Cover Story Current Issue

White adipose tissue (WAT) is a complex organ that plays a central role in systemic energy balance through its interrelated metabolic, endocrine, and immune functions. Adipocytes, the parenchymal cells of adipose tissue, have diverse functions that include storage and mobilization of lipids. They also release endocrine signals that report energy status to the brain, regulating metabolic functions in peripheral organs. Importantly, the metabolic character of white adipocytes is flexible, with cells capable of assuming distinct anabolic and catabolic/thermogenic phenotypes, often within the same adipose tissue depot

Elizabeth A. Rondini, Vanesa D. Ramseyer, Rayanne B. Burl, Roger Pique-Regi, James G. Granneman

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Current Issue

Role of hypothalamic de novo ceramides synthesis in obesity and associated metabolic disorders

Christophe Magnan, Hervé Le Stunff

Background

Sphingolipid-mediated signalling pathways are described as important players in the normal functioning of neurons and nonneuronal cells in the central nervous system (CNS).

Scope of review

This review aims to show role of de novo ceramide synthesis in the CNS in controling key physiological processes, including food intake, energy expenditure, and thermogenesis. The corollary is a condition that leads to a dysfunction in ceramide metabolism in these central regions that can have major consequences on the physiological regulation of energy balance.

Major conclusions

Excessive hypothalamic de novo ceramide synthesis has been shown to result in the establishment of central insulin resistance, endoplasmic reticulum stress, and inflammation. Additionally, excessive hypothalamic de novo ceramide synthesis has also been associated with changes in the activity of the autonomic nervous system. Such dysregulation of hypothalamic de novo ceramide synthesis forms the key starting point for the initiation of pathophysiological conditions such as obesity – which may or may not be associated with type 2 diabetes.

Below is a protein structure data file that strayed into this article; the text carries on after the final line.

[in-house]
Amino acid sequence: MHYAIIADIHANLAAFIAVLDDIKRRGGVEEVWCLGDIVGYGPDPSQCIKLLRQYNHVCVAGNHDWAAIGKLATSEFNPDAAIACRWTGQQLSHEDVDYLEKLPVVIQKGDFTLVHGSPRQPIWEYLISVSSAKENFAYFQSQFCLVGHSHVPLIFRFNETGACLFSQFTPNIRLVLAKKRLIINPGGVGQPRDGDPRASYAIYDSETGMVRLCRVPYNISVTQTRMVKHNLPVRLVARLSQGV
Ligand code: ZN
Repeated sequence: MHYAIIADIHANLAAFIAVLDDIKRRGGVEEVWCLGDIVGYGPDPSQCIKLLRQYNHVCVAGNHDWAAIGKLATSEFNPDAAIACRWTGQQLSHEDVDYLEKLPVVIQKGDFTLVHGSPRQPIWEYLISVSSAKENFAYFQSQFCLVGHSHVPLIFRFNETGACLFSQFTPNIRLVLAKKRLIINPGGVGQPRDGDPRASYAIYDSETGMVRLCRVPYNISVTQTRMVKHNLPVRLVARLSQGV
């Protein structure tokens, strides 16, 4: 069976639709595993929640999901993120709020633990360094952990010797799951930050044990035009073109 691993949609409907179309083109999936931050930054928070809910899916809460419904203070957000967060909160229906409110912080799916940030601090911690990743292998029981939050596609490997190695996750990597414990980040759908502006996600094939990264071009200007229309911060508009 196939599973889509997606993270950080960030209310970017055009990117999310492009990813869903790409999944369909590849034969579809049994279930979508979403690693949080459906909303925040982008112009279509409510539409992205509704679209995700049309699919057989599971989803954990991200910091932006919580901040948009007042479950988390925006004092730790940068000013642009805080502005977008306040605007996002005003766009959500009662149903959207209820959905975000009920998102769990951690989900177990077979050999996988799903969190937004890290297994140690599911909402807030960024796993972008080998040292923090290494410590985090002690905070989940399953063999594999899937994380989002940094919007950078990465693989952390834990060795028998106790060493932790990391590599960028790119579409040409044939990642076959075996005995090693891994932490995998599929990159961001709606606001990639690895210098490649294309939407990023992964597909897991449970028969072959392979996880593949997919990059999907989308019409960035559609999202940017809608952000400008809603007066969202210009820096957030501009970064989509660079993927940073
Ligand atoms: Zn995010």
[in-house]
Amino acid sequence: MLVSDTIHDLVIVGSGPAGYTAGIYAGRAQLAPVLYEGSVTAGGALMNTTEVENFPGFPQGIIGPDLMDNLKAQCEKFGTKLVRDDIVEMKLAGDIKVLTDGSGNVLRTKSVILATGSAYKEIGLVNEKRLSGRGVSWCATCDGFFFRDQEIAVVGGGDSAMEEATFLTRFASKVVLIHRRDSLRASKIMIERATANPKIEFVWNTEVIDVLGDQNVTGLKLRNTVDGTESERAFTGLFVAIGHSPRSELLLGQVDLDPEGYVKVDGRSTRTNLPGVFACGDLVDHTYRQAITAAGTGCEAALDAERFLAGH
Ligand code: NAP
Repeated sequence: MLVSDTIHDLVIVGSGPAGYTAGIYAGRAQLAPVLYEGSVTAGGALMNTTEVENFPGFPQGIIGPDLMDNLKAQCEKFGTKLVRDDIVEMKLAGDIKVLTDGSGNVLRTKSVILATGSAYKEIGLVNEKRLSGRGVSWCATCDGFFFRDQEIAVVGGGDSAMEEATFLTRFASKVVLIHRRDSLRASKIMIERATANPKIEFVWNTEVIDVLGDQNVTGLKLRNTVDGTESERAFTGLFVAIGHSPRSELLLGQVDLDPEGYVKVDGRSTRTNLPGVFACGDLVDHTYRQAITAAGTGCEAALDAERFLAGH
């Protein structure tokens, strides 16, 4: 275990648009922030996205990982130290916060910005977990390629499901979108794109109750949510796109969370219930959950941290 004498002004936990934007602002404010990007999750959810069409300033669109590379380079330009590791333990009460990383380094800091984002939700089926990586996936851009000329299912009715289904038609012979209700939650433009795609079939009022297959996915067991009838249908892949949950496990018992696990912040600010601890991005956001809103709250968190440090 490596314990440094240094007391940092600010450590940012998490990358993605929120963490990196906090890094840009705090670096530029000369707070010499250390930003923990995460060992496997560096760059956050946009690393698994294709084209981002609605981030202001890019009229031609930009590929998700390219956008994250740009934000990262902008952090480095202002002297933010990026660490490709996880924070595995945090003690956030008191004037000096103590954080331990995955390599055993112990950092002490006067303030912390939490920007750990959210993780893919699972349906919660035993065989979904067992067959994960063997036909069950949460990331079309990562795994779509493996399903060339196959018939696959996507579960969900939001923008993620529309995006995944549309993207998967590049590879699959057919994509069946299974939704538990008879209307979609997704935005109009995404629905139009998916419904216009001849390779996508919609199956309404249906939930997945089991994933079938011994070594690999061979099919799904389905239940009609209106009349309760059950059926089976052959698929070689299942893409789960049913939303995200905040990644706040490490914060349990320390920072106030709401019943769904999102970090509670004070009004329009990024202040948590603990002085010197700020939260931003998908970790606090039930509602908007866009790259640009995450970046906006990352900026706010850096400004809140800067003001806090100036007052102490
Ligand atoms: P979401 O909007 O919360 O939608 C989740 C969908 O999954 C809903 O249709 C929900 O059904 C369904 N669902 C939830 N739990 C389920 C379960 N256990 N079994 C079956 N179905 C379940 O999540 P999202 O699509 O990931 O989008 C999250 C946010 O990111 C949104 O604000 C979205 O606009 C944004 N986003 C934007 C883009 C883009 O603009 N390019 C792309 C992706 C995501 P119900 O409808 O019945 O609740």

Role of hypothalamic de novo ceramides synthesis in obesity and associated metabolic disorders

Christophe Magnan, Hervé Le Stunff

Background

Sphingolipid-mediated signalling pathways are described as important players in the normal functioning of neurons and nonneuronal cells in the central nervous system (CNS).

Scope of review

This review aims to show role of de novo ceramide synthesis in the CNS in controling key physiological processes, including food intake, energy expenditure, and thermogenesis. The corollary is a condition that leads to a dysfunction in ceramide metabolism in these central regions that can have major consequences on the physiological regulation of energy balance.

Major conclusions

Excessive hypothalamic de novo ceramide synthesis has been shown to result in the establishment of central insulin resistance, endoplasmic reticulum stress, and inflammation. Additionally, excessive hypothalamic de novo ceramide synthesis has also been associated with changes in the activity of the autonomic nervous system. Such dysregulation of hypothalamic de novo ceramide synthesis forms the key starting point for the initiation of pathophysiological conditions such as obesity – which may or may not be associated with type 2 diabetes.

2020 impact factor: 7.4

The 60 Second Metabolist

In this section authors briefly report on their work recently published in Molecular Metabolism.

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